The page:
Did this for the Wire challenge, but then in post-processing I went a bit wide of the Standard editing rules, so couldn't use this particular exposure for that challenge.
I intended to created an abstract. I started out by creating a small wire sculpture out of several feet of 26 gauge silver wire and then attaching it to a stand in front of my macro lens, camera on a tripod and on Bulb for long exposure. I used fairly harsh lighting because I wanted the glinting off the wire to be a part of the image.
I sighted five points of focus within the frame, marking down where on the lens' focus window each point fell for my reference during exposure. Then I put an ND 3.0 filter on the lens to help get as long an exposure as I needed, which turned out to be 50 seconds. I started the exposure at the first point of focus, and then at 10 second intervals moved the focus to the next point, and so on, until I had exposed all five points of focus.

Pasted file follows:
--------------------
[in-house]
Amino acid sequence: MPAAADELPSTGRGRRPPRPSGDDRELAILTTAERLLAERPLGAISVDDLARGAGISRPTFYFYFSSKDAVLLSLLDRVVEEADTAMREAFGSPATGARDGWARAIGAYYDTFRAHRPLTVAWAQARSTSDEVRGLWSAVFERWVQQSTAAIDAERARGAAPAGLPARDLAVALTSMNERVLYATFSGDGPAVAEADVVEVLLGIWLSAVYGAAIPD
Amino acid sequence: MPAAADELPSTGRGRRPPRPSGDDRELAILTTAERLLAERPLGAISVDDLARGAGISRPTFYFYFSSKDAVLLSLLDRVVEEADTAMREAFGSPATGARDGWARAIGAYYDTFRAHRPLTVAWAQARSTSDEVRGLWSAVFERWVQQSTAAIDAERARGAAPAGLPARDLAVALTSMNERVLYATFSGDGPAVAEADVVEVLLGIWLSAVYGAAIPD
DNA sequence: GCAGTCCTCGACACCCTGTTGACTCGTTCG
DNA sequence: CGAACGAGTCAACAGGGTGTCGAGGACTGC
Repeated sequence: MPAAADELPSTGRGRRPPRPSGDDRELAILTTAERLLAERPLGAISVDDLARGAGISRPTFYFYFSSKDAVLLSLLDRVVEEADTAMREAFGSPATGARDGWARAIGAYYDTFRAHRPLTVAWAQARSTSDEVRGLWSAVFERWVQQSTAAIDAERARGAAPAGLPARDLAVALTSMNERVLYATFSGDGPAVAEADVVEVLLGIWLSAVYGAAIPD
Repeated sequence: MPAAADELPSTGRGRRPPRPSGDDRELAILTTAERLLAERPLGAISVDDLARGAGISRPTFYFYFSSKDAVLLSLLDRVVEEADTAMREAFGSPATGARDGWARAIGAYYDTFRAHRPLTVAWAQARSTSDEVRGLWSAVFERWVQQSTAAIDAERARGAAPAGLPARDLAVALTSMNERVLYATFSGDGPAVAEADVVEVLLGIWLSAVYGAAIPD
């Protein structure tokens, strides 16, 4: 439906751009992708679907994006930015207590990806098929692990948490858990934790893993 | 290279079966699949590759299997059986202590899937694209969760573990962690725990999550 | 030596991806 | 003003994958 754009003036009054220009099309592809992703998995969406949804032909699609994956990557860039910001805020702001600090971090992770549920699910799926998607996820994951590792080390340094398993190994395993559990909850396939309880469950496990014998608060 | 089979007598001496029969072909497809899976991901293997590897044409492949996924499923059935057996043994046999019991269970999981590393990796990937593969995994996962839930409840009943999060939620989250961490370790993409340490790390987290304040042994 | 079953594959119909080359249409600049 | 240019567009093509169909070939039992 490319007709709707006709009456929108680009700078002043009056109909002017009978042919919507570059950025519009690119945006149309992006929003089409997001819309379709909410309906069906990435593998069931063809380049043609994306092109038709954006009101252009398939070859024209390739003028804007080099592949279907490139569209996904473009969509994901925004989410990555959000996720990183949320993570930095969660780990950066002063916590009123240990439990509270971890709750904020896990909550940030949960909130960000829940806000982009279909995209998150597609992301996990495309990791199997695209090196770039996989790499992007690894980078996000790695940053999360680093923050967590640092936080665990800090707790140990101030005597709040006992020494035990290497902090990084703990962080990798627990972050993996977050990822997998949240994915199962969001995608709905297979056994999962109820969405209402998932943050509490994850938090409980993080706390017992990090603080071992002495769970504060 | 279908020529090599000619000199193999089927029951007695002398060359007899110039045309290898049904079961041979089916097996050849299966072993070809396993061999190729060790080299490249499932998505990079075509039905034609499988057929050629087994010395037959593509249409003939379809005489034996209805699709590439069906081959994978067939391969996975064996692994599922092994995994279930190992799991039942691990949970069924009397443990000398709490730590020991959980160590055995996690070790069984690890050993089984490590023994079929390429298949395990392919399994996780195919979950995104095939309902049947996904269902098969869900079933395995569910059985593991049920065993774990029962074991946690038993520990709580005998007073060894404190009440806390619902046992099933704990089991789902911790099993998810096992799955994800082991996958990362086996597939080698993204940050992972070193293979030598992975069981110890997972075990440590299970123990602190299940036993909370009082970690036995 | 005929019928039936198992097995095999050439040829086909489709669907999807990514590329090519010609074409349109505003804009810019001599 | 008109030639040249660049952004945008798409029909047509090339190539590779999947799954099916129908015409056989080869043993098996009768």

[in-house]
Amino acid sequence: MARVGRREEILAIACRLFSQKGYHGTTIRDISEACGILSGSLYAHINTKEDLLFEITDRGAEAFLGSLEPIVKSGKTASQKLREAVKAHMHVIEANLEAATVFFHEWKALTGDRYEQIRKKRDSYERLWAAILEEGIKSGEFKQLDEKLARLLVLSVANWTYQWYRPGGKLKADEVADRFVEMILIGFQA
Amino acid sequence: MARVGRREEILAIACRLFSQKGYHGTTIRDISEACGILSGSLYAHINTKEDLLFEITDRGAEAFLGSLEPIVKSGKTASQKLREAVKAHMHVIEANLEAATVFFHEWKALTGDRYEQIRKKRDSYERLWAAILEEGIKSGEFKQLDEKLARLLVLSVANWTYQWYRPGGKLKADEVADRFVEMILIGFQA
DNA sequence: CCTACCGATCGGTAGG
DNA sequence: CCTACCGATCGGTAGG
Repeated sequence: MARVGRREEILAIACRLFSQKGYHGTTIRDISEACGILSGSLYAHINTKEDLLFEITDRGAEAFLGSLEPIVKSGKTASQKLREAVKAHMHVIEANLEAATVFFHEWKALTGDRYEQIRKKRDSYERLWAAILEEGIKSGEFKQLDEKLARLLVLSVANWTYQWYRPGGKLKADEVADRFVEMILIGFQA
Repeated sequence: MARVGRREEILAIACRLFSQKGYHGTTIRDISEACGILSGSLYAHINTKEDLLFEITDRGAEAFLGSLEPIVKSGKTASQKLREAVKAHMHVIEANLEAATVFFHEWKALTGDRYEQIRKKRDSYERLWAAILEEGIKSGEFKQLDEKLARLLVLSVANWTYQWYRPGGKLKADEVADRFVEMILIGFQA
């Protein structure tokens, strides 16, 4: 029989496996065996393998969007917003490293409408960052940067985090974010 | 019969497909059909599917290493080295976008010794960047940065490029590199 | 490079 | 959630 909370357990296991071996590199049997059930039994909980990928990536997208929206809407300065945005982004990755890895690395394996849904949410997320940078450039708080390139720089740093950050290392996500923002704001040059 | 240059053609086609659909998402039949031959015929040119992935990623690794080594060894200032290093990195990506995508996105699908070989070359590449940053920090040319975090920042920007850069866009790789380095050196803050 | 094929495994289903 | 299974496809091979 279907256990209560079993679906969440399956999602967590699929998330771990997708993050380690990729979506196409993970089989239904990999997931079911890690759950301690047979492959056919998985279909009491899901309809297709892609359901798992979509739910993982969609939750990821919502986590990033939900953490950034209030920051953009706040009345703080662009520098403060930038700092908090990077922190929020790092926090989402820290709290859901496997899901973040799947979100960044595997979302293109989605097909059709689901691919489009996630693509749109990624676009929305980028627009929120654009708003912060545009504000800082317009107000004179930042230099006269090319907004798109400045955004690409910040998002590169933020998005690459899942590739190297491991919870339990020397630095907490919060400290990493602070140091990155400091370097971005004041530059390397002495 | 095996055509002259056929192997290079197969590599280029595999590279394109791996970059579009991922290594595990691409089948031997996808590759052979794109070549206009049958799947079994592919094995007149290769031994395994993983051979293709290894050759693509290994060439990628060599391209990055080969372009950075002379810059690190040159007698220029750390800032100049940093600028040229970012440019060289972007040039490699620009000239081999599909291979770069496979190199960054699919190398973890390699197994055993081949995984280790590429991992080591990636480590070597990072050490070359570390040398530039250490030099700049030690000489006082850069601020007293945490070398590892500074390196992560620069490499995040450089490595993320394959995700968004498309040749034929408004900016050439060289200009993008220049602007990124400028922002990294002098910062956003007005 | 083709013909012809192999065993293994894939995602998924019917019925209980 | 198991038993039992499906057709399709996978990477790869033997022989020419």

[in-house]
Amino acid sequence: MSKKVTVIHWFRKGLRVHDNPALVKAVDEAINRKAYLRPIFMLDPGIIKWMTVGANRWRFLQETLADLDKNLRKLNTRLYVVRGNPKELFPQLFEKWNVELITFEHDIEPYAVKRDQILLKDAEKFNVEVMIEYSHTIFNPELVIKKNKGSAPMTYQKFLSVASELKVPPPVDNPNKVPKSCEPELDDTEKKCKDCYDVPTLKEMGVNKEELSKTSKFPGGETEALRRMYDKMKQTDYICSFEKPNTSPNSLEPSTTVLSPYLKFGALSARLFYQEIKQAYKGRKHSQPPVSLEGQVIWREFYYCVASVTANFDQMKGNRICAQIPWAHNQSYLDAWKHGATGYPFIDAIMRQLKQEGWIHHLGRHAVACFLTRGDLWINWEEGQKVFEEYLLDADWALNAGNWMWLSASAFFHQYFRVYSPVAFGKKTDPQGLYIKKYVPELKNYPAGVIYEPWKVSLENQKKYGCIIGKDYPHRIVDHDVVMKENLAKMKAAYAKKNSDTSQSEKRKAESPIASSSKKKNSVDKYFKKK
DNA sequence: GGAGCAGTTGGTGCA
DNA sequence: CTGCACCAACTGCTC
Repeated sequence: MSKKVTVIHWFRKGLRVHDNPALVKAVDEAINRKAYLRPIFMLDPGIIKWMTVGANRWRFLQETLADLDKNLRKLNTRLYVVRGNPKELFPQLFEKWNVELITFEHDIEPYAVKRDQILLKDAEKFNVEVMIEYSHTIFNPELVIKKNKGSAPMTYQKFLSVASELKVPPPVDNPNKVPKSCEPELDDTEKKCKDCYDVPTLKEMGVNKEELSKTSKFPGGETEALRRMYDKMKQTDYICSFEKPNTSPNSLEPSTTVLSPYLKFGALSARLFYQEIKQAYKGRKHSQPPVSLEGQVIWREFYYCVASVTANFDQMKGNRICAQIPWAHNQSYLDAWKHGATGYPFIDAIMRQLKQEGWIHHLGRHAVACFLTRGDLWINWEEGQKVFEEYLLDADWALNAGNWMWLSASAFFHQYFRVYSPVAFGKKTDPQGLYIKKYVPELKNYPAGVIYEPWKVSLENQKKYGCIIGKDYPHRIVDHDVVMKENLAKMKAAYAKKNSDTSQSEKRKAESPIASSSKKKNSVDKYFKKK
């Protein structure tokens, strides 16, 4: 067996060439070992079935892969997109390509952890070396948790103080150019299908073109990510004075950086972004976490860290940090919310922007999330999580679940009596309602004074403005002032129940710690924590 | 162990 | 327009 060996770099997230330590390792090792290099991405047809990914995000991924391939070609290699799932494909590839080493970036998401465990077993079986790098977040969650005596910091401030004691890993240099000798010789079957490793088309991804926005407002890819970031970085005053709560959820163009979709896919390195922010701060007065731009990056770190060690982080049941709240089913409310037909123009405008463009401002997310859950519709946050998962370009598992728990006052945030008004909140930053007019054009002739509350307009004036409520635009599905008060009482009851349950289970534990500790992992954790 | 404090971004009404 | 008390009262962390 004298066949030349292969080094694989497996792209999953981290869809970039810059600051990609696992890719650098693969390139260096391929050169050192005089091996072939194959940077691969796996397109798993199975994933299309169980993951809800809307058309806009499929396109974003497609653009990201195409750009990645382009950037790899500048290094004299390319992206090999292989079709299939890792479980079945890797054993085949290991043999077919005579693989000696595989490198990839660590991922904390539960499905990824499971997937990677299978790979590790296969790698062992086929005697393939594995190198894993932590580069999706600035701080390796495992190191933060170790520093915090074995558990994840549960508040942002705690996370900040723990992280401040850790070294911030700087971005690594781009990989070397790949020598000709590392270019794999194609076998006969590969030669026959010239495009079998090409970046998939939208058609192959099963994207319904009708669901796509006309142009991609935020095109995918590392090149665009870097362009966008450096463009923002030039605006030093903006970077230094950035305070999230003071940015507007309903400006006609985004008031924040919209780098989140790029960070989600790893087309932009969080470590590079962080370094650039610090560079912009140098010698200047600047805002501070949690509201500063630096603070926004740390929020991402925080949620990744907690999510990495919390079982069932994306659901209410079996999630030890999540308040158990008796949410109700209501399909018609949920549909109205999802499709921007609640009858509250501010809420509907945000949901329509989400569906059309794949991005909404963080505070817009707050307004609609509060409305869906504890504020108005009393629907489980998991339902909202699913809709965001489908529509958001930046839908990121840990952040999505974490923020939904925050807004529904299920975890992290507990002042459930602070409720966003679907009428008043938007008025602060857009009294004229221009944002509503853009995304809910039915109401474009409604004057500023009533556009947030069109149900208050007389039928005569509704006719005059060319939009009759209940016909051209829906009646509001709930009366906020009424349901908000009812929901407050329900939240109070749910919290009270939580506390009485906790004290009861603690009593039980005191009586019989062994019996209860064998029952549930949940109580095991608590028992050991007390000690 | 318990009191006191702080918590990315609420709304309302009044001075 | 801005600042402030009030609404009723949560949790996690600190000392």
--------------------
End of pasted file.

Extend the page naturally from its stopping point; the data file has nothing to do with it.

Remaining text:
This long exposure+multiple focusing technique tends to leave you with a slight "glow" effect overall, with several points of focus at various depths breaking through all around the image. Some examples in my portfolio that use the technique:
In post processing, I eventually produced two versions of this same exposure that I liked, and also took one of these versions and flipped it horizontally and then vertically. I then took all three processed versions and blended them together with the "harsh light" option.
why "Pluto's moons"? - just because I happened to read about the "chaotic" orbits of Pluto's moons recently and it made me think of the chaotic lines in this abstract. In actual fact, their orbits are not at all similar to what you may see in my image, but I liked it as a title, so I ran with it. Here's what Pluto's moons in orbit actually look like: